Ironically, when married to a foreign national as many of us are, this program hurts not only the targeted registered US citizen but victimizes our family members as well. Our family members include women and children – the same category of people the politicians and influence peddlers are claiming to protect. When the government intrudes into our personal life to separate us from our families as it is doing here, it leaves the wife without a husband and the children without a father. This program does not help children, it actually harms them.

Steve: I’ve actually visited Canada 3-times! My charge is expunged. Although, when re-entering the US, I’m stopped and the run me

Actually, the US government is NOT preventing registrants from traveling overseas, at least not directly. They are simply sending info, not telling the receiving country to send them back.

But we have multiple reports on this Website about the content of the information they are sending. That content certainly is legally libel! They apparently are sending very little about the offense, maybe simply saying a “sex offense,” and not clarifying that it was just misdemeanor indecent exposure or whatever it might be nor that it might have been 30 years ago. AND, they are adding that the person is traveling to that country for the purpose of committing a sex offense! They don’t know anything about the traveler’s purpose, they haven’t even asked or otherwise looked into it! That is outrageous to say, and definitely libel. And if they really know that, then how can they allow the person to leave in the first place?!

If you were told that that is the purpose, how can you let the person in?!

Nonetheless, to send anything is wrong. Oh, again, maybe for someone on parole, but even then, since the parole officer will have had to OK it, then why does the US feel a need to send anything? (I know the answer, see my comment above – it is out of hate, it is a hate crime, hate libel.)

Mind you, the other countries do not require the US to send this. In fact, the US is now trying to get it put into an international treaty that will require it, thus giving protection to the US in a court challenge.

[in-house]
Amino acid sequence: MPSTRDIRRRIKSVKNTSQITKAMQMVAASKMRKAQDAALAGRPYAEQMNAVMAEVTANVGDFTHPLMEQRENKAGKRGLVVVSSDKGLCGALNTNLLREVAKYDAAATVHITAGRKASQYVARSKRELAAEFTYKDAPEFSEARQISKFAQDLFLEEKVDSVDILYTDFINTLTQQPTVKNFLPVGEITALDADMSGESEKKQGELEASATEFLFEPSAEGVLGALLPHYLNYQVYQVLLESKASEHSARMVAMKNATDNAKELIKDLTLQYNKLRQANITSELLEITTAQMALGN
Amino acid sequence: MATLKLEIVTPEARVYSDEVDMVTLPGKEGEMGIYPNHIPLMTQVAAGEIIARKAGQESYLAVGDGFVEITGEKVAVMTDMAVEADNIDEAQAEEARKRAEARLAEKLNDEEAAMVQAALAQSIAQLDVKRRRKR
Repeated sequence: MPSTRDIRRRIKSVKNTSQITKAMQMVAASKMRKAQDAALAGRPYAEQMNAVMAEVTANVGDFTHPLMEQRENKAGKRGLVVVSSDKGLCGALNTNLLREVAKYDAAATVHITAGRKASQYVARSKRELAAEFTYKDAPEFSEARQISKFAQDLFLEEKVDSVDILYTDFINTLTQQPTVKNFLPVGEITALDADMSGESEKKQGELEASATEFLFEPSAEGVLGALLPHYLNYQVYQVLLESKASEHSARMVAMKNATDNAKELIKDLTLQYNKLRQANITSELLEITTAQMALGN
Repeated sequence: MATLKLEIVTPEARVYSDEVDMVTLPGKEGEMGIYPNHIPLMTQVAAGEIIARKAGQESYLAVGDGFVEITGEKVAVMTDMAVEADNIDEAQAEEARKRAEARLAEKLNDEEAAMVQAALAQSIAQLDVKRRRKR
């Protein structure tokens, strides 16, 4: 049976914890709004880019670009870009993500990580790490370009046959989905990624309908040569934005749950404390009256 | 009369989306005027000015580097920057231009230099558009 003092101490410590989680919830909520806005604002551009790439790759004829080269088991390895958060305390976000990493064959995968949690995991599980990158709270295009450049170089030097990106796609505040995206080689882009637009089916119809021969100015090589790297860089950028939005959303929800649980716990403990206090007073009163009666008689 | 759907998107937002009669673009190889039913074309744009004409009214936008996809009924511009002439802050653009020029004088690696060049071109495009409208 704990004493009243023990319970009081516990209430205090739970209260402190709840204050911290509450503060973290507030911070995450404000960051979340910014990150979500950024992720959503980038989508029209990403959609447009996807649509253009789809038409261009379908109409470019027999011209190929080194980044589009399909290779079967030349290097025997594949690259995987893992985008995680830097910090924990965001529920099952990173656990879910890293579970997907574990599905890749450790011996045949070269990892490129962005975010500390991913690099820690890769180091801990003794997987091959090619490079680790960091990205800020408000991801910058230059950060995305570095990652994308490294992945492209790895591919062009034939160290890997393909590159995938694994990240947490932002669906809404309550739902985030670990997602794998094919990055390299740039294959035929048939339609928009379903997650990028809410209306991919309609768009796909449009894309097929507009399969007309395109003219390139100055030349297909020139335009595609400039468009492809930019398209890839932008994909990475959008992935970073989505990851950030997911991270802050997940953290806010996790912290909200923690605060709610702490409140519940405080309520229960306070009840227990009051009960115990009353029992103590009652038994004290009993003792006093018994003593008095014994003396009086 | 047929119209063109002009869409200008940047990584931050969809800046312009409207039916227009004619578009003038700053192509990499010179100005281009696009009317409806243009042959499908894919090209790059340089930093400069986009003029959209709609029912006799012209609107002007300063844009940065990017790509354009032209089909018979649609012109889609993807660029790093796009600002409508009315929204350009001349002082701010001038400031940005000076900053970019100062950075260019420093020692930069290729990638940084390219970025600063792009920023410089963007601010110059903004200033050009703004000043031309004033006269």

I have given various thoughts about this and how to attack it in other threads for some time now. For one thing, we need to know the specific law being used to justify this – it appears that for now, that might be the Patriot Act (which is up for renewal in June).

There is a bill in Congress now to specifically instruct to do it, and to my reading, it does actually appear to dramatically reduce to whom this would be done — but I still contend it should not be done, even if only to FORMER child molesters and very high level FORMER offenders. It should not be done any differently or more than any other felony and certainly should not be done to any misdemeanant — that is was a sex offense should not make any difference.

But about that bill, the language is not so precise as to avoid interpretations that go against us. It says the checks and information would only be for those offenses listed in the Adam Walsh Act, and California makes a LOT more offenses register than does the Adam Walsh Act (which, on an aside, is why I have so many times at this Website urged we go for conformance to federal rather than for the misguided tiers). But that language also is one of the less-then-precise spots, as the Adam Walsh Act lists various offenses, but it also has a clause saying that if you register in one state, you must do so in another you move to even if that state does not require otherwise registration for that offense. So, there is room for aggressive people to argue that that clause means the state decides, and can effectively require the international notice for more offenses than otherwise listed in the Adam Walsh Act.